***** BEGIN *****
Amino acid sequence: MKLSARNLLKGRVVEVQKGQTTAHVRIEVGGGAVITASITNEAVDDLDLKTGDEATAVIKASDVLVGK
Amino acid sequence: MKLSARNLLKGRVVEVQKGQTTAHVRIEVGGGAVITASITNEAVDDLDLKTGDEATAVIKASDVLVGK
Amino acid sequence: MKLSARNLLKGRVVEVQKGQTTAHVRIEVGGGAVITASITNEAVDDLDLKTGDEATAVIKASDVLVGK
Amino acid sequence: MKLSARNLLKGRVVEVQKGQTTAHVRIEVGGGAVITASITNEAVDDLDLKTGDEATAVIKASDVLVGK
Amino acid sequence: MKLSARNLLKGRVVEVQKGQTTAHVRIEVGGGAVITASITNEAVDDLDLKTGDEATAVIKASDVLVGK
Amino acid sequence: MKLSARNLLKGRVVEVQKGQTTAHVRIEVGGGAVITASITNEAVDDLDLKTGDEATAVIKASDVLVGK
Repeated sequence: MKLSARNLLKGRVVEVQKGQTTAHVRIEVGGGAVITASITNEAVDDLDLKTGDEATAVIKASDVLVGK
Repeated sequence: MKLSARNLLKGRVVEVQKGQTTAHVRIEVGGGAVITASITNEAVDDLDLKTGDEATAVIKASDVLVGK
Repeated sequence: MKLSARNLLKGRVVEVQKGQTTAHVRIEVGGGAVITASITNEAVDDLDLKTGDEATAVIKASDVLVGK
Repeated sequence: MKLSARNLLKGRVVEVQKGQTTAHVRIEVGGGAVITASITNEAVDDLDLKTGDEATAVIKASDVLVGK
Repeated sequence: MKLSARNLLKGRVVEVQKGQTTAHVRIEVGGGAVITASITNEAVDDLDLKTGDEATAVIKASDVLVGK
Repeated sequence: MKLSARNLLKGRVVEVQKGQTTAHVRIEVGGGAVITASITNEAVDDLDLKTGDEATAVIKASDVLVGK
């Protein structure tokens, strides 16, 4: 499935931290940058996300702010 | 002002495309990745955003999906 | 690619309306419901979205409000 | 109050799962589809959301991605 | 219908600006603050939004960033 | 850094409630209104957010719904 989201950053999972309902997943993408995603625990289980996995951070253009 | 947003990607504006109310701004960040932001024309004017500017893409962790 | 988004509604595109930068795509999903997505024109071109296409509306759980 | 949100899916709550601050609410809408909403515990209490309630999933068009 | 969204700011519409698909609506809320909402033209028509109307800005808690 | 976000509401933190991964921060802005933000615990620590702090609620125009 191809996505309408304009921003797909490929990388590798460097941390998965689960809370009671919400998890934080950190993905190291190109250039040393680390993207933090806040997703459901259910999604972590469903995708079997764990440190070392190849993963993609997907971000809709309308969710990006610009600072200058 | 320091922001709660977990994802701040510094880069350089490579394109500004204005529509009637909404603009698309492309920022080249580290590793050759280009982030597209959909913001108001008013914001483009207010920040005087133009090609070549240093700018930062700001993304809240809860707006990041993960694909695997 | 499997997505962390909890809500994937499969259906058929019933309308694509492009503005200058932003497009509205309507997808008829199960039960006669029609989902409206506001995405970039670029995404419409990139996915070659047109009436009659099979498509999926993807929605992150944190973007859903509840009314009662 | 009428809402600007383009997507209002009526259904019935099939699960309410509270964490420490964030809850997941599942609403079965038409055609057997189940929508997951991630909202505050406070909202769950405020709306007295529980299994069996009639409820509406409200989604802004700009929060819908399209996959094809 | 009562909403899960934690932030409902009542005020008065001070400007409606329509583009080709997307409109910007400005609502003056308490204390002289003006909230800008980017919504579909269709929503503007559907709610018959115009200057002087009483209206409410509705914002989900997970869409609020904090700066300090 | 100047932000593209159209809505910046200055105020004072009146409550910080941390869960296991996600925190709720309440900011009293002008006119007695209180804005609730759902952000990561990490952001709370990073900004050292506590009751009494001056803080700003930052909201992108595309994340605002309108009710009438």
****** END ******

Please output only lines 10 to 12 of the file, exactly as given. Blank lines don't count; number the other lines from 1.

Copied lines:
Repeated sequence: MKLSARNLLKGRVVEVQKGQTTAHVRIEVGGGAVITASITNEAVDDLDLKTGDEATAVIKASDVLVGK
Repeated sequence: MKLSARNLLKGRVVEVQKGQTTAHVRIEVGGGAVITASITNEAVDDLDLKTGDEATAVIKASDVLVGK
Repeated sequence: MKLSARNLLKGRVVEVQKGQTTAHVRIEVGGGAVITASITNEAVDDLDLKTGDEATAVIKASDVLVGK